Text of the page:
Risky Driving Behaviors Despite COVID-19

Now that the first half of 2020 has ended, and we are in the last quarter of the year, new information and projected data has been released concerning risky driving behaviors for both teens and adults. The National Highway Traffic Safety Administration has released the results from the 2019 Fatality Analysis Reporting System (FARS). This report shows the fatalities in motor vehicle crashes in 2019 and projections for the first half of 2020.

Thus far there is a 2 percent decrease in the estimated number of people who have died in the first half of the year compared to the first half of 2019.1 The total number of fatalities in 2019 decreased compared to the fatalities in 2018. Due to COVID-19 and stay-at-home orders, the total traffic volume decreased by over 16 percent during the first half of the year. Although, the total traffic volume and total traffic deaths have decreased from the previous years, there are other safety concerns that have increased during this time. The fatality rate during the second quarter of 2020 increased to 1.42 fatalities per 100 million vehicle miles traveled (VMT) compared to 1.10 fatalities per 100 million VMT during the first quarter of the year.4 The reason for the growing concern is that if people traveled less during this time, then why did the total fatalities increase?

The National Highway Traffic Safety Administration released a data report collected from a wide variety of resources that states that people who were still driving during the height of the COVID-19 pandemic, were participating in at least one risky driving behavior. These behaviors included speeding, failing to wear a seat belt, and driving under the influence. The overall average speed of all drivers increased as well. These behaviors were determined by an increase in ejection rates and  evidence of alcohol and drugs in people who were involved in crashes.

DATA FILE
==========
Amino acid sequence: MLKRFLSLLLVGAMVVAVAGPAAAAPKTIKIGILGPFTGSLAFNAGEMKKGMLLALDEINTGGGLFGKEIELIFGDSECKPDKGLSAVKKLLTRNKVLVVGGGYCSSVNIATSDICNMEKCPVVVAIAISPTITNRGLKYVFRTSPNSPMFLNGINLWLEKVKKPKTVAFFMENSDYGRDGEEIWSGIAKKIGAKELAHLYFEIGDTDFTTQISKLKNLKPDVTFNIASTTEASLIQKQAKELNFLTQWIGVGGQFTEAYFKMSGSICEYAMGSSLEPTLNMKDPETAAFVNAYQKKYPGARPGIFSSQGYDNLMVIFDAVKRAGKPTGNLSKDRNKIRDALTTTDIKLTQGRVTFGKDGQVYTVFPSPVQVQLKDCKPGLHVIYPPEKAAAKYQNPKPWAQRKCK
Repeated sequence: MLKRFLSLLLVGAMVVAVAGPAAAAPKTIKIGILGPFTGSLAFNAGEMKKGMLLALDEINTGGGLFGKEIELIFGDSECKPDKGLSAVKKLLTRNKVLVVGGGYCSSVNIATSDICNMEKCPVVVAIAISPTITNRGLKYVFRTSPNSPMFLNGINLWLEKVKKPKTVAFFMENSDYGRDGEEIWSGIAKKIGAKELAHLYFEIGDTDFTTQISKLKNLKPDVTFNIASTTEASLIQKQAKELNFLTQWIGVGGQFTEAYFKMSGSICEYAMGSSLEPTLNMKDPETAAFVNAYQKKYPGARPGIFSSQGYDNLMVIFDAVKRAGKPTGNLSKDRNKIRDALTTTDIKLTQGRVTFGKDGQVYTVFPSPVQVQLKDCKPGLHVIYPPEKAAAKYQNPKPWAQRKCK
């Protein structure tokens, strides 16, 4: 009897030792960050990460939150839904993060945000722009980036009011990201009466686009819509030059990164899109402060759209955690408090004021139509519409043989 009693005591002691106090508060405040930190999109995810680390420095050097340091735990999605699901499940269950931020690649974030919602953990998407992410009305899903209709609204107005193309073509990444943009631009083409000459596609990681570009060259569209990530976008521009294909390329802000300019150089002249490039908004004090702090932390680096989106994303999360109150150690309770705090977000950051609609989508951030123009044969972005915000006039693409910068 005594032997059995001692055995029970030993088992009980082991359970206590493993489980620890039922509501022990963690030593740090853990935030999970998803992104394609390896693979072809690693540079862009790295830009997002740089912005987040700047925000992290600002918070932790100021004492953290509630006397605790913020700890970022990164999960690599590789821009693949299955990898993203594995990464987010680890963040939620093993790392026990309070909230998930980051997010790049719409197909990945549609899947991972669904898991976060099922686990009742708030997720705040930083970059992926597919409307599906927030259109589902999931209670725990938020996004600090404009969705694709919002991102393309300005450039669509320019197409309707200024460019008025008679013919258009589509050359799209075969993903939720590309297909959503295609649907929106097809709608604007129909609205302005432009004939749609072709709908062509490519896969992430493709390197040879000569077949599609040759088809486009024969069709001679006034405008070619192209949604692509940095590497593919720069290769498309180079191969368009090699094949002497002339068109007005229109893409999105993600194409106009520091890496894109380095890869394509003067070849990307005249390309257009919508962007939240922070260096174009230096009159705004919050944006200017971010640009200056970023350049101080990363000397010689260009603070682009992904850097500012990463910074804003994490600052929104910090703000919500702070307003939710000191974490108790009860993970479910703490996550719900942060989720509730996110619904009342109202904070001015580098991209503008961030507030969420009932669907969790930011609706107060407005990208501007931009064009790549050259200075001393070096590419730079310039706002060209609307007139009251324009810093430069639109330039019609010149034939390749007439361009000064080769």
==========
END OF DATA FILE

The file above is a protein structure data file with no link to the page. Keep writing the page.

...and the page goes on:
With health and wellness currently being a top priority for everyone across the world. It is important to keep road safety as a top priority as well. This includes wearing a seat belt, avoiding excessive speeding, not driving and the influence, and avoiding aggressive driving.

  • Wear your seat belt every time you get in the car. Seat belts can be very effective if worn properly. This means making sure the lap belt is placed across your hip bone not your stomach and that the shoulder belt is placed across your chest and not behind your back.
  • Aggressive driving is considered excessive speeding over the limit as well as following too closely, improper passing and lane change, red-light running, failure to yield, and changing lanes without signaling.
  • If you are under the influence, use a ride-sharing app to get home or designate someone to be the sober driver.
  • You should avoid speeding whether there are les cars on the roads or not. The idea that it may be okay to go over the speed limit because there are less cars on the road can give drivers a false sense of security. Drivers can receive as little as one and as many eight points on their license for speeding over the printed speed zone. If the speeding violation resulted in a crash additional points may be issued.

It is important to practice safe driving behaviors for yourself, your loved ones, and your teen driver. For more information on how to keep your children safe at home, click here.